La Habana

One night we visited El Morro Castle for the 9 O’clock Ceremony of the Cannon Shot. This is an old tradition that used to signal the opening and closing of the city gates. The city closed its gates every night to protect itself from pirates and corsairs.

We bumped into a few Americans. In Finca Vigia, in Havana, we visited Ernest Hemingway Museum, where the famous writer lived from 1939 to 1960. People in Cuba love Hemingway. It was a beautiful home.

Art is everywhere in Cuba. In Hamel’s Alley, a street famous as a magnet for Afro-Caribbean artists in Cuba, we had the opportunity to talk with local artists about modern art in Cuba. We attended an Afro-Cuban movement show in which we learned about the Orishas Changó, Elleguá, Oshún and Yemayá.

The Revolution Plaza and Jose Marti Memorial were huge. This is the most important plaza of all Cuba and scenario of dozens of Fidel’s more famous speeches. Next to the Plaza you will see the most impressive memorial to the father of the Cuban Republic and most beloved hero Jose Marti. We took some pics here. So did Obama.

The visit to the Cigar Factory was extraordinary. We were not allowed to take pictures while people were working, but it felt like a journey to the past. Here we learned about the history and importance in one of the most iconic products made in the country. Cuban cigars are well known internationally as the best in the world. You will learn of the process from growing the plant until rolling the perfect cigar. The smell was overwhelming. Some loved it; some hated it. We learned about the role of the reader in the community and saw that the majority of the workers were women.

We stayed in Casas Particulares in the Vedado neighborhood in Havana. Many things in Cuba are different than in the rest of the world and lodging is no exception. Due to the lack of hotels and the increasing amount of tourists to Cuba, the government created a network of Casas Particulares, very similar to B&B’s but with a Cuban flavor. Recently renovated homes rent single, double, and triple rooms to foreigners. This provides visitors with a unique opportunity to have more intimate contact with Cubans and also create a good source of revenue for the families. Each Casa Particular is different and the cultural exchange you will experience there is a wonderful experience on it’s own right.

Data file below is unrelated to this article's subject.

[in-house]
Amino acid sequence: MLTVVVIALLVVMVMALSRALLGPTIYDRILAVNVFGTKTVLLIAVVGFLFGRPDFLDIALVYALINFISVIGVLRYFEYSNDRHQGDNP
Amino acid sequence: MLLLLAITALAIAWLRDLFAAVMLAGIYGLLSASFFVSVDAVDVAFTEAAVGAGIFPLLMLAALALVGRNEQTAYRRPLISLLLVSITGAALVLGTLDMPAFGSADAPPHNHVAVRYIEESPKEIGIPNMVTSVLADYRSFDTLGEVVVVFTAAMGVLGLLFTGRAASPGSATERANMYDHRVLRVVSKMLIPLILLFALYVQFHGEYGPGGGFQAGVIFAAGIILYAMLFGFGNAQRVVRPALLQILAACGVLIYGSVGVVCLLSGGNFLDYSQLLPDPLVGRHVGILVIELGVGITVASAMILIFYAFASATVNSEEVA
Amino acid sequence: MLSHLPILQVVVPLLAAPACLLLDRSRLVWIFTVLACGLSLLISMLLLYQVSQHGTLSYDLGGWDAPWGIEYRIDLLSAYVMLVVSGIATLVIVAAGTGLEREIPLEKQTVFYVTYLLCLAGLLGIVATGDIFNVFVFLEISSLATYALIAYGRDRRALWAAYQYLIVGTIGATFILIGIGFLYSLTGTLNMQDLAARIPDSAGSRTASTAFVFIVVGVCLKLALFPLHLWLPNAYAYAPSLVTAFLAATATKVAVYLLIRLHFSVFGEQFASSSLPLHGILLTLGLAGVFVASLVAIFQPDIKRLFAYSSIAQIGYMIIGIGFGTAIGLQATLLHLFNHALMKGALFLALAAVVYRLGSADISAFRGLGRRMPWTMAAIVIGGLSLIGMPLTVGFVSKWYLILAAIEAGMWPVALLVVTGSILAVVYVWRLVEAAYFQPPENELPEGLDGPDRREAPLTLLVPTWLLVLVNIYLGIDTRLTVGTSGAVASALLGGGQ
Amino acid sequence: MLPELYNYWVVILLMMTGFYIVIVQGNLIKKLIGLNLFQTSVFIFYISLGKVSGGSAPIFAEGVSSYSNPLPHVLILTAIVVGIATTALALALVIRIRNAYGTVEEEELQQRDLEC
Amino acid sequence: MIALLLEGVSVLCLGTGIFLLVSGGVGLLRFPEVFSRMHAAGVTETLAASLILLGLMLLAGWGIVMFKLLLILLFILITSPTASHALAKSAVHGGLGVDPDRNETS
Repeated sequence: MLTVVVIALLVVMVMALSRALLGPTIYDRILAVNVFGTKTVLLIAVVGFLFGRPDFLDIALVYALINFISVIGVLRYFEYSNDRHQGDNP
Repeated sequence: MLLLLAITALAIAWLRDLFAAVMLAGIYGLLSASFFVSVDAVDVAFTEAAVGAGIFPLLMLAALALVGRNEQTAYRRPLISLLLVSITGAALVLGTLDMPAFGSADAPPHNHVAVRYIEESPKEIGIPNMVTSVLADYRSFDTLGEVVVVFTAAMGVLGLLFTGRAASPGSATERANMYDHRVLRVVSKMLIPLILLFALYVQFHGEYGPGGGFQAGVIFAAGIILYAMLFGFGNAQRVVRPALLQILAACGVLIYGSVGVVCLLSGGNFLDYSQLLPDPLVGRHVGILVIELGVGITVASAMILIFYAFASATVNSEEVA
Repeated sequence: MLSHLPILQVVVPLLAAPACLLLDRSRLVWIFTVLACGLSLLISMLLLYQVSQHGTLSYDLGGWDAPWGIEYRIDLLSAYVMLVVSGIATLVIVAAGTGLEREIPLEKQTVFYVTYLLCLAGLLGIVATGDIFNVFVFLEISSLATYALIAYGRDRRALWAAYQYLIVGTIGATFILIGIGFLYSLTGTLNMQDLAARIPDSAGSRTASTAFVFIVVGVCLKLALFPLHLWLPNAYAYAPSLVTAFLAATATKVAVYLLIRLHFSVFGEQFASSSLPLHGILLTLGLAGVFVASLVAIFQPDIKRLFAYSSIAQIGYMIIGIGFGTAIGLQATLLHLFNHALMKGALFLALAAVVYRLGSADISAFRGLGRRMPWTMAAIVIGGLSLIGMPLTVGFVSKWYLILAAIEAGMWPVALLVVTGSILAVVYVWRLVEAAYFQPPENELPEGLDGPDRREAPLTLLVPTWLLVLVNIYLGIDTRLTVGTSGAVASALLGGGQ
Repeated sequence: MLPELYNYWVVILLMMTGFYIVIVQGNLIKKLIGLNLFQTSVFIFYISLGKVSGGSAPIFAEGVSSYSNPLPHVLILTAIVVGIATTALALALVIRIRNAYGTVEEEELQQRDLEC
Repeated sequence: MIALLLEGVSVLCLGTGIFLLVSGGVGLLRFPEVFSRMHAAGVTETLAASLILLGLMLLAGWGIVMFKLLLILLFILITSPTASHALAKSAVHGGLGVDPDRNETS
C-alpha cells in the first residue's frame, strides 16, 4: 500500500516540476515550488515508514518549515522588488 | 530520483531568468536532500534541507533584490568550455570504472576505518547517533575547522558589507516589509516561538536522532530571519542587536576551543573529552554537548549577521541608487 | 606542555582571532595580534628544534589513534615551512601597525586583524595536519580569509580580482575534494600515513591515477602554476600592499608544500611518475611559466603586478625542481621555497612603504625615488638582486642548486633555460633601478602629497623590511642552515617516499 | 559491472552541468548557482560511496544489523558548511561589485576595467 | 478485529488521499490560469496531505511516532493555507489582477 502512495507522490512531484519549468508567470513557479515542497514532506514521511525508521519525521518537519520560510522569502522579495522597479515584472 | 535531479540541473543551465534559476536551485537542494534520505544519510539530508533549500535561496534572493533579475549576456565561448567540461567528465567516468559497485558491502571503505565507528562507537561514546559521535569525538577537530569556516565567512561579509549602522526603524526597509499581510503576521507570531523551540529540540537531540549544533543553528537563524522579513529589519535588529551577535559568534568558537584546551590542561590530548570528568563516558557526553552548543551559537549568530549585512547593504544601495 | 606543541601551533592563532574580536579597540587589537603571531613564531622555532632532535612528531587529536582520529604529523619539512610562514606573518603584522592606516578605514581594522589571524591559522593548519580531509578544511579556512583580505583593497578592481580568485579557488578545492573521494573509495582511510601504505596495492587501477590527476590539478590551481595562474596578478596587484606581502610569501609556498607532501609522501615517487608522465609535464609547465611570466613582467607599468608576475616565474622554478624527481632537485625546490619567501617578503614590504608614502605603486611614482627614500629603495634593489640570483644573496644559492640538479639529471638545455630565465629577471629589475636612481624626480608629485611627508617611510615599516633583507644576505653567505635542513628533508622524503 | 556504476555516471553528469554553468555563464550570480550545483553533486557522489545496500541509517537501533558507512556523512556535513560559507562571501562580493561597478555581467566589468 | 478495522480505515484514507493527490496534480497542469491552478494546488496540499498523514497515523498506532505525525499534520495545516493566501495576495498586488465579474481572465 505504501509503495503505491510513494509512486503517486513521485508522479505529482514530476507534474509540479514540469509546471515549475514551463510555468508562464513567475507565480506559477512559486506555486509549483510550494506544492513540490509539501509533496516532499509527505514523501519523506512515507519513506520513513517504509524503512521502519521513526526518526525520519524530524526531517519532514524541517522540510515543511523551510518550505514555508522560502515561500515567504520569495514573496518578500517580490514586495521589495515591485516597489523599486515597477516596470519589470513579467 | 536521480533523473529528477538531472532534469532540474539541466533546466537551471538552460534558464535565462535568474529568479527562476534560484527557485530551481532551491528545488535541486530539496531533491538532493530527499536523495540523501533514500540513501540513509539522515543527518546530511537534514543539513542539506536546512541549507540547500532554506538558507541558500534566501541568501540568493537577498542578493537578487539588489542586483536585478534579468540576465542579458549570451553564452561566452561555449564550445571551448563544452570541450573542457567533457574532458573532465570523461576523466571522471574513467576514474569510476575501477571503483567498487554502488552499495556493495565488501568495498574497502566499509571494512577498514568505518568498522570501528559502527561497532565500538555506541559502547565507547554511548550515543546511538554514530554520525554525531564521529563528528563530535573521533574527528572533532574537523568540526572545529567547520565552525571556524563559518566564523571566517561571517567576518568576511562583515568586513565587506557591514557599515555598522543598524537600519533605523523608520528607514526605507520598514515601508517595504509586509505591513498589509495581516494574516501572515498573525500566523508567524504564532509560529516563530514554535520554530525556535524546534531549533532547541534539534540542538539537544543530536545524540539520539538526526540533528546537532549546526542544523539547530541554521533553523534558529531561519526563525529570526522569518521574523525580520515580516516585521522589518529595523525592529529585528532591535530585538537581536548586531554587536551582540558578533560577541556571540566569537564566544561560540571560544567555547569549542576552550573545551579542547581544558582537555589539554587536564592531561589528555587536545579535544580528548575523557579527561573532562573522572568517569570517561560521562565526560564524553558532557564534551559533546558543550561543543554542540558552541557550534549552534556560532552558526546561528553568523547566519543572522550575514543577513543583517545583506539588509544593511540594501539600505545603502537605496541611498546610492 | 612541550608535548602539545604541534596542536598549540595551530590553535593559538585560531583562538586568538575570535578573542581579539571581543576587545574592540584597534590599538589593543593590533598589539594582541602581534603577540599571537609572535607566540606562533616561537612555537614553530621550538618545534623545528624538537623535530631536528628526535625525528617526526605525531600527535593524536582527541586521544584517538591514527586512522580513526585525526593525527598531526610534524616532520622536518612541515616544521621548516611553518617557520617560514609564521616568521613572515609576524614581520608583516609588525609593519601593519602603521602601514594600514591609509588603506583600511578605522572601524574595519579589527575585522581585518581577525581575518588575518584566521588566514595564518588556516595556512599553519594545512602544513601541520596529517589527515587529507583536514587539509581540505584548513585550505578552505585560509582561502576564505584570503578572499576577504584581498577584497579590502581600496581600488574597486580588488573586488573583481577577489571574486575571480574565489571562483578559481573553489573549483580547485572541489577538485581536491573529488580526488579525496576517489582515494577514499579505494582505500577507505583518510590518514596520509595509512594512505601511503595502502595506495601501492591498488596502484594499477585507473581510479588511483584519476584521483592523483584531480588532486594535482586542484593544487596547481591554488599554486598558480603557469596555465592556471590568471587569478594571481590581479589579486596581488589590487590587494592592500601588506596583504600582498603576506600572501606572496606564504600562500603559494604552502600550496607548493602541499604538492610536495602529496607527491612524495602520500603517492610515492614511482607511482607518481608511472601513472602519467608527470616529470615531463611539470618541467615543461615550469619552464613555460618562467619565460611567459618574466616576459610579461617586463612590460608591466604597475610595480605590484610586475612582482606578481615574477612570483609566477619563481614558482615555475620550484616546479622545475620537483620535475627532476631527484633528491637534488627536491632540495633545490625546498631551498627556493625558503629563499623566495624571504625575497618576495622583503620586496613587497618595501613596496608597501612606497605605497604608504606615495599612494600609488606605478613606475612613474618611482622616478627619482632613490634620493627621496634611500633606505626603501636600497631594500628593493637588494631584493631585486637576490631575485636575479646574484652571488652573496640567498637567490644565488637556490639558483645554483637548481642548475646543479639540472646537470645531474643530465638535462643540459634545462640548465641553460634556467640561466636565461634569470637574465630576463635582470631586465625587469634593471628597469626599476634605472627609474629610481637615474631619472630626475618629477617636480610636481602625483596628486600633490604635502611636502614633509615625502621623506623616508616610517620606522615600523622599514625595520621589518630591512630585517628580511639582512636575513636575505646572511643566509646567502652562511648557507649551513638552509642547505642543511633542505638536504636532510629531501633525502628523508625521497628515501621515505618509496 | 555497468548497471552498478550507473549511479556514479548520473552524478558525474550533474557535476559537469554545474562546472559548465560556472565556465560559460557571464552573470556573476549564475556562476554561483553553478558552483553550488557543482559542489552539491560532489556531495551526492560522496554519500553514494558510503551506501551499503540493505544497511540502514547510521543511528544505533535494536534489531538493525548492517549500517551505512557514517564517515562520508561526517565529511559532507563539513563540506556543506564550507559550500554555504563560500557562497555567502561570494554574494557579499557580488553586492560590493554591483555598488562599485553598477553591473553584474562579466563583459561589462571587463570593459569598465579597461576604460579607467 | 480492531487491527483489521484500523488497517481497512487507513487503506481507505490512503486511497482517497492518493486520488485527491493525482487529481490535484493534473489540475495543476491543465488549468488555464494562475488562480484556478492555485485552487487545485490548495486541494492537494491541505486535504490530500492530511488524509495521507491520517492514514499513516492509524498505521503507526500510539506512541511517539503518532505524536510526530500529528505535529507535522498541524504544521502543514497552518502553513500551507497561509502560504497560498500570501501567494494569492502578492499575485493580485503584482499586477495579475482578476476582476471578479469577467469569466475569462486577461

Havana is an amazing city, full of historical and cultural opportunities, many of which we enjoyed in the four days that we spent there. One of the first things we did was meet with a representative from the Cuban Institute for Friendship with the Peoples. During this meeting, we discussed the cultural singularities of Cuba, and heard our representative’s opinions on the upcoming 2018 election. One of the more culturally focused encounters we experienced was a Latin jazz workshop and performance, during which we learned about the numerous cultural components that have influenced the development of Cuban jazz. We were also given an opportunity to test our singing capabilities. One of our last stops in Havana was a visit to a restaurant, Paladar El Divino, which is supplied with produce by an organic city farm called Organopico. After a delicious lunch, we were given a tour of the restaurant’s garden. Our time in Havana was well-spent. We had many opportunities to interact local Cubans, learn about Cuba’s history, and enjoy delicious Cuban food.

Natalia Lindsey, Class VIII

“I can’t possibly put my trip to Cuba into words, but I will try.  Cuba is beautiful, depressed and joyful all at the same time.  The history was fascinating to hear and amazing to see it first hand.  The Winsor girls soaked up the same information while questioning the relationship between the US and Cuba and reflecting on The Embargo. It seemed to be life-changing for all of us.”

Jodi Kerble, Math Teacher, Math Department

 

 

La Habana

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